Publisher: Multidisciplinary Digital Publishing Institute
In this study we report the underlying reasons to why bacteria are present on banknotes and coins. Despite the use of credit cards, mobile phone apps, near-field-communication systems, and cryptocurrencies such as bitcoins which are replacing the use of hard currencies, cash exchanges still make up a significant means of exchange for a wide range of purchases. The literature is awash with data that highlights that both coins and banknotes are frequently identified as fomites for a wide range of microorganisms. However, most of these publications fail to provide any insight into the extent to which bacteria adhere and persist on money. We treated the various currencies used in this study as microcosms, and the bacterial loading from human hands as the corresponding microbiome. We show that the substrate from which banknotes are produced have a significant influence on both the survival and adherence of bacteria to banknotes. Smooth, polymer surfaces provide a poor means of adherence and survival, while coarser and more fibrous surfaces provide strong bacterial adherence and an environment to survive on. Coins were found to be strongly inhibitory to bacteria with a relatively rapid decline in survival on almost all coin surfaces tested. The inhibitory influence of coins was demonstrated through the use of antimicrobial disks made from coins. Despite the toxic effects of coins on many bacteria, bacteria do have the ability to adapt to the presence of coins in their environment which goes some way to explain the persistent presence of low levels of bacteria on coins in circulation.
INTRODUCTION AND AIMS This study examined references to alcohol and other drugs in top 20 songs over the last quarter of a century to explore the potential for popular music to constitute a barometer for changes occurring in youth consumption of alcohol and other substances. DESIGN AND METHODS The online Australian Recording Industry Association charts resource was accessed to identify the top 20 songs for the period 1990 to 2015 inclusive. The lyrics of the identified songs were imported into NVivo11 for coding and analysis. Two coders analysed each song by line unit and a third coder assisted in resolving any coding discrepancies. RESULTS Of the 508 discrete songs, 74 (15%) featured references to alcohol, tobacco and/or illicit drugs. Substance mentions increased over time such that the second half of the study period accounted for three-quarters of all references. The peak period for mentions was 2008-2012, with 2010 exhibiting an especially high prevalence rate for alcohol references. There was a marked decline in alcohol mentions between 2010 and 2013. The rate at which female artists referred to alcohol increased sharply until 2010 and then decreased. DISCUSSION AND CONCLUSIONS Patterns in substance mentions in top 20 songs in more recent years may reflect broader social trends that influence youth substance use. As such, monitoring music lyrics may assist researchers to better understand forces underlying patterns of youth substance use.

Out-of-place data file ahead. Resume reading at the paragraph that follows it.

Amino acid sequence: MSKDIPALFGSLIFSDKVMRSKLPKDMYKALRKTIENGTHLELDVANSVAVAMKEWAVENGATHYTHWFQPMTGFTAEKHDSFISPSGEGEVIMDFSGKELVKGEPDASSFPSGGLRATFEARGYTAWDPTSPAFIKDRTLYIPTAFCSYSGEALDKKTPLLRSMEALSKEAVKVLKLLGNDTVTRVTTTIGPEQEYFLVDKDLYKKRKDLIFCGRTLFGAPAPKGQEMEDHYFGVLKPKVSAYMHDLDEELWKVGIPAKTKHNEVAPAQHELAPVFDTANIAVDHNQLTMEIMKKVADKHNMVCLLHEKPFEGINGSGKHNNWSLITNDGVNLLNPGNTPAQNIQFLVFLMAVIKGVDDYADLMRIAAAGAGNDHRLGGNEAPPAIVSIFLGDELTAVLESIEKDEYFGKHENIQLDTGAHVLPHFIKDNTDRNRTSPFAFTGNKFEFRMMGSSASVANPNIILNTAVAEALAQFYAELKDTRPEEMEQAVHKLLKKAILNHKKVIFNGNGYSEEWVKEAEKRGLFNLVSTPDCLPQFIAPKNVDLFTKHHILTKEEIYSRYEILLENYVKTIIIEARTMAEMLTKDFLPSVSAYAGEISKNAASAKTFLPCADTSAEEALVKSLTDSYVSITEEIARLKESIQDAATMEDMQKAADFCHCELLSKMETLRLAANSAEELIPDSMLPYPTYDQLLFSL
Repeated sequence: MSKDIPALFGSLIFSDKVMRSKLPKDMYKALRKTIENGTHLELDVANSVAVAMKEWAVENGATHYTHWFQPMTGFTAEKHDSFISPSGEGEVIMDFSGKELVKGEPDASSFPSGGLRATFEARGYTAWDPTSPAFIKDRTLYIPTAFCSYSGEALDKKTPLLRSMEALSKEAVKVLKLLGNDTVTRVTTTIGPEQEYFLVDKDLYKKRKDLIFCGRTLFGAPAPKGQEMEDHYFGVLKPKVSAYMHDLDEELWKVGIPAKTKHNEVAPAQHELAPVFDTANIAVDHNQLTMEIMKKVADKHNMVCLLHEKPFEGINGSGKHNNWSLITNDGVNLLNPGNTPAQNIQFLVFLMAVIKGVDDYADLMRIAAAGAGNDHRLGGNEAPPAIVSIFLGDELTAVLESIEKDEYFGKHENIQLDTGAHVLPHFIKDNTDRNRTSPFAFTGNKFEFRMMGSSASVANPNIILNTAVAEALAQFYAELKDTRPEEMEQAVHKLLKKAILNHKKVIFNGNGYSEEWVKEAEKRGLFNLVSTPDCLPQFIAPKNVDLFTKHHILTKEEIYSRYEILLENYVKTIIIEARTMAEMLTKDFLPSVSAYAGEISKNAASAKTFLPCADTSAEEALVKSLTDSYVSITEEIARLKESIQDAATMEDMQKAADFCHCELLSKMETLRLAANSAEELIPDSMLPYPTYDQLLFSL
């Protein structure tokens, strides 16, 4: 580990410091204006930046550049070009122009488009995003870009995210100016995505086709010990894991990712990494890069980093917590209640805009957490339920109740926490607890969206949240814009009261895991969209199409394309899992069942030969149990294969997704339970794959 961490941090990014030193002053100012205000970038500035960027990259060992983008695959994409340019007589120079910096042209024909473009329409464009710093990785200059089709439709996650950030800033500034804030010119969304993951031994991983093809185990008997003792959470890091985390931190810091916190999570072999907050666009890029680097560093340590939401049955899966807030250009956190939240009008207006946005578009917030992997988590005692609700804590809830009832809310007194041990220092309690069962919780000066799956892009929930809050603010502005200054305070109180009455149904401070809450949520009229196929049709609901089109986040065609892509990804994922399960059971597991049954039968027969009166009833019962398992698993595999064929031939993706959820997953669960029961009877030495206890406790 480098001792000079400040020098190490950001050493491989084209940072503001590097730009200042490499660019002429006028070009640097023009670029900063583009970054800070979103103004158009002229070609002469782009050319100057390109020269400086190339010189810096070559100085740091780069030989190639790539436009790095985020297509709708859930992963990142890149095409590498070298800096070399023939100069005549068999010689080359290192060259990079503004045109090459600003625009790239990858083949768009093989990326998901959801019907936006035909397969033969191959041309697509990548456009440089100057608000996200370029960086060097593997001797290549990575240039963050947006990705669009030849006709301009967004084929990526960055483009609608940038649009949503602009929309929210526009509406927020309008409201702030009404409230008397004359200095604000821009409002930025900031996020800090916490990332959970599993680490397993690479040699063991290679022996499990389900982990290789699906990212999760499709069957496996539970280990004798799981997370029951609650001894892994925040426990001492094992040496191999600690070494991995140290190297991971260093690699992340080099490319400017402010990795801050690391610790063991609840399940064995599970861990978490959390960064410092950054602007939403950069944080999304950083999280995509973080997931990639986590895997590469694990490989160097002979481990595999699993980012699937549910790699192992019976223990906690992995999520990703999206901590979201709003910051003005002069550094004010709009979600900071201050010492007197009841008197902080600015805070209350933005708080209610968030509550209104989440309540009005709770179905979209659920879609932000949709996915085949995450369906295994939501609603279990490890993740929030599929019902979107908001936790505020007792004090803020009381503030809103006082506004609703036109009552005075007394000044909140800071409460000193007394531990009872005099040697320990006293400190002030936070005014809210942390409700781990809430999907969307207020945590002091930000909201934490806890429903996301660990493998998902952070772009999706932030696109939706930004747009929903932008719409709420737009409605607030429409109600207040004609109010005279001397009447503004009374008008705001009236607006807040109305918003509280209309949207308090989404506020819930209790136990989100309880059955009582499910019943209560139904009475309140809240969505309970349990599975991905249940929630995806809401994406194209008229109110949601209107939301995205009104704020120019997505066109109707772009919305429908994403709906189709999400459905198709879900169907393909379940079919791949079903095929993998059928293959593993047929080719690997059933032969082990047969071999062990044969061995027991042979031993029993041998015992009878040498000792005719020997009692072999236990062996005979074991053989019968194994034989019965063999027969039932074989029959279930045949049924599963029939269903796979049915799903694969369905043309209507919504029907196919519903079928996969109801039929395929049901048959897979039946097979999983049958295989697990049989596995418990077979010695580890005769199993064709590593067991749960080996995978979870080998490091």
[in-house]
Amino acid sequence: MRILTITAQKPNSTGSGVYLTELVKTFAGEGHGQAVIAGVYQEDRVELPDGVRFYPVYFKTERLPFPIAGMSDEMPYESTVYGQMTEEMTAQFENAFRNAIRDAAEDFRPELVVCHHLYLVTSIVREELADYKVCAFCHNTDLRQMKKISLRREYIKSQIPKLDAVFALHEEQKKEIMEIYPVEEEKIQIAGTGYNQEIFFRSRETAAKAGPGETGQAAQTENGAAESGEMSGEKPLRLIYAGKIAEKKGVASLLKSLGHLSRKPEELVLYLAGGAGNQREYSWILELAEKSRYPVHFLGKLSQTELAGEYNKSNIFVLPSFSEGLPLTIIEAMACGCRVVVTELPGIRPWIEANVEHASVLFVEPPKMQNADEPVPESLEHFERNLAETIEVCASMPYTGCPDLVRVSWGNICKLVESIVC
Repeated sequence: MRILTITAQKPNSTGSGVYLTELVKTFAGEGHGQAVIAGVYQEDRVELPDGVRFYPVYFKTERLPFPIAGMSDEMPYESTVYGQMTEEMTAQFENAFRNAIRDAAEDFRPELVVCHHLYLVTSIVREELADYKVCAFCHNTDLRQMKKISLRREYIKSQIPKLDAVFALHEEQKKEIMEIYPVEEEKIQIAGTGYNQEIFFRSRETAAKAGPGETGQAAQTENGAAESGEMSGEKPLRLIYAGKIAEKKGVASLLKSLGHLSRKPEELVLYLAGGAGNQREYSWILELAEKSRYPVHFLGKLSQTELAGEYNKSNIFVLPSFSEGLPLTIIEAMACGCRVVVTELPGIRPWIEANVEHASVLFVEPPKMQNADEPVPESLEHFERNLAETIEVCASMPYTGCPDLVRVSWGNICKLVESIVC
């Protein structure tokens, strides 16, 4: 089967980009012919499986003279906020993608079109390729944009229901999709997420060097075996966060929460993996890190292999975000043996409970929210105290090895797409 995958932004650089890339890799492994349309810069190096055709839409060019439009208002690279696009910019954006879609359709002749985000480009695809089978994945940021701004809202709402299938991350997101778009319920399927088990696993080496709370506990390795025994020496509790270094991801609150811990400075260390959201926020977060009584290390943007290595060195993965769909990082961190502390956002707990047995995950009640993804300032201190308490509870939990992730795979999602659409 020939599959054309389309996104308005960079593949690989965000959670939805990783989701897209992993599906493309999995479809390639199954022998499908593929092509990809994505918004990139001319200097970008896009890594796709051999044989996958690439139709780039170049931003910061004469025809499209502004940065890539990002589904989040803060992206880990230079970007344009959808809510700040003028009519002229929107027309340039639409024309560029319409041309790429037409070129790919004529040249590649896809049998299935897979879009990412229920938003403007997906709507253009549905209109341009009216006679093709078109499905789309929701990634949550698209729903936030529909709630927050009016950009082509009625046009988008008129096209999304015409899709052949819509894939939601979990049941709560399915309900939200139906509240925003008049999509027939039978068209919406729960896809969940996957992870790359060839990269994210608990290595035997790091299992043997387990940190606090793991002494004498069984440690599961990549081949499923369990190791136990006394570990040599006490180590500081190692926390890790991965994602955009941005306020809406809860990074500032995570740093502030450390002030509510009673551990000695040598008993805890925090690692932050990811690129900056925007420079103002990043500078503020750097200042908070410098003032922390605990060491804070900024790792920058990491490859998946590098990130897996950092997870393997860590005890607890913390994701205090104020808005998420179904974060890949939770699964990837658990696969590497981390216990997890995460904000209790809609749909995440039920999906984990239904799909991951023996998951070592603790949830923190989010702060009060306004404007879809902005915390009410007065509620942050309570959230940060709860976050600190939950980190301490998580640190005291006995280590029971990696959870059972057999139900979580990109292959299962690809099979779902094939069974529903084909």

Issue addressed This study analysed diabetes coverage in 12 Australian metropolitan/national newspapers over a period of 5 years (2013-2017). It aimed to describe quantitative tendencies in diabetes coverage (amount of articles per newspaper and over time) and to identify potential discrepancies between diabetes coverage and societal prevalence of diabetes. The study addressed the following research questions, with a focus on language use: How frequent are mentions of different types of diabetes? How are people with diabetes referred to? How frequent and how distributed are mentions of Aboriginal and Torres Strait Islander people and matters? Methods Data were collected in electronic format, manually classified and processed using a specialised software program, with a focus on quantitative analysis. Results 577 articles were classified as news and 117 were classified as "non-news." The Australian Financial Review published the fewest items, followed by the NT News, while the West Australian and the Advertiser published the most. References to "type 2" appear slightly more frequent and more distributed than to "type 1" diabetes. The labelling of people with the noun diabetic/s occurs in about a quarter of the dataset. References to Aboriginal and Torres Strait Islander people or matters appear to be extremely rare in the analysed dataset. Conclusions Diabetes coverage does not fully align with incidence of diabetes among Australians, and problematic language practices such as the labelling of people as "diabetics" continue to occur. SO WHAT?: Given the agenda-setting function of the news media, new strategies may be needed to change how Australian metropolitan and national newspapers cover diabetes, especially in relation to incorporating Aboriginal and Torres Strait Islander voices and perspectives.